Articles

Written by Keith Schwanz
From his column It’s Your Money

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I scrambled to respond to the outburst. I confess the intensity caught me by surprise.

Cancer had taken its toll. So on a Sunday evening we gathered at her house. Even though she was younger than many in the congregation, she was closer to death than the rest of us. On this Sunday evening, when she could no longer come to the church building, her friends went to her.

This was a gracious group. We often discussed challenging issues at our Sunday evening gatherings and had learned well how to respond to difficult situations with grace. This congregation excelled at unconditional love in the midst of the messiness of life. As a pastor, I had never served a church as honest and transparent as this community of faith.

My request of our friend came from within that trusting, corporate context. During our conversation about the scriptures, I asked her, as a person of faith, to talk about walking through the valley with death on the horizon. Her pilgrimage had brought her to a place none of us had experienced. I thought all persons present might learn from her.

That’s when she exploded: “Keith, why would you say that?”

I had misread the situation. I did not realize she was unable to talk about her impending death.

Challenging Conversations

In a similar fashion, some people avoid taking necessary steps with personal finance issues related to their own mortality. Naming primary and secondary beneficiaries on a retirement account is easy and painless. But meeting with an attorney to draft a will and other end-of-life documents forces people to think through what may be some uncomfortable issues. Working through the details about life insurance is another financial issue from which some might shrink back.

Suppose I died today. How would my family be affected financially? This question warrants careful consideration. Life insurance could soften the financial blow when death comes unexpectedly.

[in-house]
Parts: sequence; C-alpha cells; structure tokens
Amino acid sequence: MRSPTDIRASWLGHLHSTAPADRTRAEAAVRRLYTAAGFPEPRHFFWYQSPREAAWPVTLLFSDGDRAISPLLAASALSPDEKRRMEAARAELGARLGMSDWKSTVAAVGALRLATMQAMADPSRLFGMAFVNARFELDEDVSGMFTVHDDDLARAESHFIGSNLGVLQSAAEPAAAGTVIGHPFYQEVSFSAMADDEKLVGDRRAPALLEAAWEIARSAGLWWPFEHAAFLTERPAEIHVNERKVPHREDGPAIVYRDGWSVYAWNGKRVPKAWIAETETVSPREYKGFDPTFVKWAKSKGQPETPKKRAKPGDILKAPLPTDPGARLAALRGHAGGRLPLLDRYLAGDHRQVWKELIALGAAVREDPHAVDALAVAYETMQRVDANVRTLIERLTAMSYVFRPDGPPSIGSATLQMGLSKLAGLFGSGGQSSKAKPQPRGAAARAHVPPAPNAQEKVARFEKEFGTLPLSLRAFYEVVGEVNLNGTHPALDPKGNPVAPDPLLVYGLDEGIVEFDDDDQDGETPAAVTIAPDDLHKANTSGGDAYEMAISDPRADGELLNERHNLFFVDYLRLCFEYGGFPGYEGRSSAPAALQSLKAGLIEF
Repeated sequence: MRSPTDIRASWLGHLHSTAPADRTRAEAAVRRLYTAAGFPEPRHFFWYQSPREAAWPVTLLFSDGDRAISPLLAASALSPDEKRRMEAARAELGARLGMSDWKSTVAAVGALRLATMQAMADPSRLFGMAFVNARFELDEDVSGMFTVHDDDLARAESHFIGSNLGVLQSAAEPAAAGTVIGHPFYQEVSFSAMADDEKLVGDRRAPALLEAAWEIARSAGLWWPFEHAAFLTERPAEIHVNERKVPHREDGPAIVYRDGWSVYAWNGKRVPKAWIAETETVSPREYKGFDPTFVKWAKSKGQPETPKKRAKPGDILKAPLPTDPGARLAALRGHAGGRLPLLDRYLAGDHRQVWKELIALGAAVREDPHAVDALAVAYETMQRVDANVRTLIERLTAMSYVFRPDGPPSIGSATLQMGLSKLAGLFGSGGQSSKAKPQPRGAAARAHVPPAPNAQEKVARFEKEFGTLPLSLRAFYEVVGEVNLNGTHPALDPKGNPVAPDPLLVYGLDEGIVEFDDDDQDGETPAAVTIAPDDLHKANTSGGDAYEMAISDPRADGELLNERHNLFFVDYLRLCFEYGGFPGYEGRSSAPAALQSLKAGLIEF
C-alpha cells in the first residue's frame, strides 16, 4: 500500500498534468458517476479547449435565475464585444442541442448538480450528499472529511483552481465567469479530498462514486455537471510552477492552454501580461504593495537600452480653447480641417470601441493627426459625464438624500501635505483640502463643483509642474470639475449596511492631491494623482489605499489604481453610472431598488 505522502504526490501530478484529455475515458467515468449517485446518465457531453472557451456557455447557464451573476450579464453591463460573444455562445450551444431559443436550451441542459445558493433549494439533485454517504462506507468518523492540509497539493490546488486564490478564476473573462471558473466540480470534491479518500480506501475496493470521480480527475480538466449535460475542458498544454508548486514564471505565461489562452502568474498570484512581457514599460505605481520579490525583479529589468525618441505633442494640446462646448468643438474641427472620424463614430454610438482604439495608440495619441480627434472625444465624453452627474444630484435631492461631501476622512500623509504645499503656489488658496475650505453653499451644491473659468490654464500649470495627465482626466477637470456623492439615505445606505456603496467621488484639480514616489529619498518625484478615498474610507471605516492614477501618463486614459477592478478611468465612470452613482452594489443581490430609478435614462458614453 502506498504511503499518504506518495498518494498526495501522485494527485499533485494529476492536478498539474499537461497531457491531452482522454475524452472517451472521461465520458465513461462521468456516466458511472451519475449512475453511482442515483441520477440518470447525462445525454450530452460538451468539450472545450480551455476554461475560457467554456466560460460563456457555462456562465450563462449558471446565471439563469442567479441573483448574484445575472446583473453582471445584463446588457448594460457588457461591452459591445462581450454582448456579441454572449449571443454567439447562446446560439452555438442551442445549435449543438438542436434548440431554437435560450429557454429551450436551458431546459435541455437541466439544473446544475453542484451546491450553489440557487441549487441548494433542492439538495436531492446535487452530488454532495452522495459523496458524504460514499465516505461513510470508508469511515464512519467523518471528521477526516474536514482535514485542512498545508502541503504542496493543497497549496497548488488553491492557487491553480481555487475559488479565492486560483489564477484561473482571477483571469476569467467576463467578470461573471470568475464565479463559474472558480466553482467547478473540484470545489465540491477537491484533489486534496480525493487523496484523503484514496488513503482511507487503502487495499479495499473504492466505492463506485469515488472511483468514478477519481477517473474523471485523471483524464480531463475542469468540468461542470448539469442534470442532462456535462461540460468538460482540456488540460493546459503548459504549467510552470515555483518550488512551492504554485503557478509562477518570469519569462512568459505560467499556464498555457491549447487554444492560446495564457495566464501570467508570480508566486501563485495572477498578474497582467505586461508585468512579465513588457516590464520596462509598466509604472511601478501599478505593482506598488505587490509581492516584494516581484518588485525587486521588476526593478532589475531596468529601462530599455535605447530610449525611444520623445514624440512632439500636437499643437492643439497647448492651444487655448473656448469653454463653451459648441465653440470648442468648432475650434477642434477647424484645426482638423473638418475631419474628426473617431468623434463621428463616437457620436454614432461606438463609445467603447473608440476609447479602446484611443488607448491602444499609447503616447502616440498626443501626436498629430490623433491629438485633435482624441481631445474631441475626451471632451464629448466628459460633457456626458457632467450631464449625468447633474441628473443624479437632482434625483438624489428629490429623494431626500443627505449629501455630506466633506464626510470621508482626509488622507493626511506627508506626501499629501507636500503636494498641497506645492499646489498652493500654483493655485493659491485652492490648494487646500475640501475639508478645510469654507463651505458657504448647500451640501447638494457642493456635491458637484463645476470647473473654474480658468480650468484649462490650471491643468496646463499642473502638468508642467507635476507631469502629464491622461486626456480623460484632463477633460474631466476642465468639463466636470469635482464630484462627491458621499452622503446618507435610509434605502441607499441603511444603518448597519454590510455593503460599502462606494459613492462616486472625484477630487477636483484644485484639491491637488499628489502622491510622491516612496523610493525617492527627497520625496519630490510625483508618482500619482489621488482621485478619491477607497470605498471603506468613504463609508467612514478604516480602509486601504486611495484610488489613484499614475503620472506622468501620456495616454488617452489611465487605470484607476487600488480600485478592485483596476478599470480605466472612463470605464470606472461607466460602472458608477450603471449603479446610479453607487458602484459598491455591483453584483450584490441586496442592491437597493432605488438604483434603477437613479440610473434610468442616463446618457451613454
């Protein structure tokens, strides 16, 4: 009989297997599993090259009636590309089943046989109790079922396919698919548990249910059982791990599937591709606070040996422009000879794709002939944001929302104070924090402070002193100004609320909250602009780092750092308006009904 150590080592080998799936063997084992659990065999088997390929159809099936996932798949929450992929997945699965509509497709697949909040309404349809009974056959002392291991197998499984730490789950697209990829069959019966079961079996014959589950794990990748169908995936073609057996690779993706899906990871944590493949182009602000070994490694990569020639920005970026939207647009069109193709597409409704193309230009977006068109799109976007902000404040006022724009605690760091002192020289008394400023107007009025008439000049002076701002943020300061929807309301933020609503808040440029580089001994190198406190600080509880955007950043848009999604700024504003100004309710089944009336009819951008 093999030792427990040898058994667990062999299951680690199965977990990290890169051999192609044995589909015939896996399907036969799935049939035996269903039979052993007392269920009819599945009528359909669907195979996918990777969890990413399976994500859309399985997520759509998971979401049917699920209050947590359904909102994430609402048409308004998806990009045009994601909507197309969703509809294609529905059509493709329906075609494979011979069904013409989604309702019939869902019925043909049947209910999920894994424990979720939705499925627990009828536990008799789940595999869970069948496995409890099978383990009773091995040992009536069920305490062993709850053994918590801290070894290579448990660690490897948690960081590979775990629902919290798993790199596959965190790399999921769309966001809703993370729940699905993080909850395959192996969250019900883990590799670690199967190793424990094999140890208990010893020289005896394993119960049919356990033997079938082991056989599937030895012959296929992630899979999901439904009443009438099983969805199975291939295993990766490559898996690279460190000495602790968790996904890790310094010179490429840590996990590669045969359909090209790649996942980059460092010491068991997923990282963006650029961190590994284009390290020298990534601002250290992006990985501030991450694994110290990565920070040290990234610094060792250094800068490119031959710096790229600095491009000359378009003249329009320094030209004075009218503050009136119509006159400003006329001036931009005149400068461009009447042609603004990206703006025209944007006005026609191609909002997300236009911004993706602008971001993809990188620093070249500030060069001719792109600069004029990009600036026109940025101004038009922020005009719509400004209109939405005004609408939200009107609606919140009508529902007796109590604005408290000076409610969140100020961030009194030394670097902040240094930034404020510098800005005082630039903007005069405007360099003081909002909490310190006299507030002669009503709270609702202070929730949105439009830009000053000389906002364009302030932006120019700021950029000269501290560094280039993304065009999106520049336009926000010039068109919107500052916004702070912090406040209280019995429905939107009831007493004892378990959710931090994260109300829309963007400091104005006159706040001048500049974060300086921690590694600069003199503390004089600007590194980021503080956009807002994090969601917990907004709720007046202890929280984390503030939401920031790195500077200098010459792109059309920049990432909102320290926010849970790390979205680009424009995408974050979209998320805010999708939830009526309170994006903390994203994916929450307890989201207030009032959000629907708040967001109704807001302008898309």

A person needs to make several calculations to determine the amount of life insurance necessary to provide financial protection in the event of an untimely death. These include items like burial or cremation, and the amount remaining on a mortgage or other debt. Future needs, such as college funding for children or income replacement for a certain number of years, can represent a substantial portion of what is needed to mitigate the financial risk for survivors.

Several Internet sites provide calculators to determine the appropriate amount of life insurance for specific family and financial situations (e.g., bankrate.com and lifehappens.org). The more detailed information you provide, the more precise the recommendation. Adding all of the calculations for final expenses, debt elimination, and future needs shows the financial impact of the death of a wage earner. From that sum, a person would subtract all financial resources available for those expenses—items such as investment and retirement accounts. Further, subtract the death benefit of life insurance already in force (if any) to indicate the amount needed in a new life insurance policy.

Purchasing insurance is one way to manage risk. Risk management is the objective for all types of insurance, but let’s continue thinking specifically about life insurance. In exchange for a premium, a life insurance company assumes the financial risk should a person die while the policy is in force. The one purchasing a life insurance policy recognizes the financial risk a family would face in the event of an untimely death and transfers that risk to the insurance company.

In today’s financial environment, premiums for group term life insurance are low compared with 20 years ago. The modest cost could provide great relief if the unexpected occurs. Pensions and Benefits USA partners with Aetna Insurance to provide reasonably priced group term life insurance. Until October 1, 2015, they are holding open enrollment for ministers and spouses under the age of 49. This means eligible ministers and spouses may apply without proof of health.* Visit here for details.

A Missed Opportunity

Just a few weeks after our Sunday evening gathering, on a Sunday morning this time, we heard that our friend was not doing well. As soon as the service ended, my wife and I went to her house. The family gathered around the hospital bed in the back bedroom. We sang a hymn. While we prayed, her labored breathing became calm. She took her last breath a few moments later.

We spoke easily about death as we stood around the bed on that Sunday afternoon. I wish we could have talked more freely about dying in the weeks before.

Keith Schwanz has served as a pastor, church musician, and seminary educator. He now works as a writer, editor, and publisher.

*Some restrictions apply.

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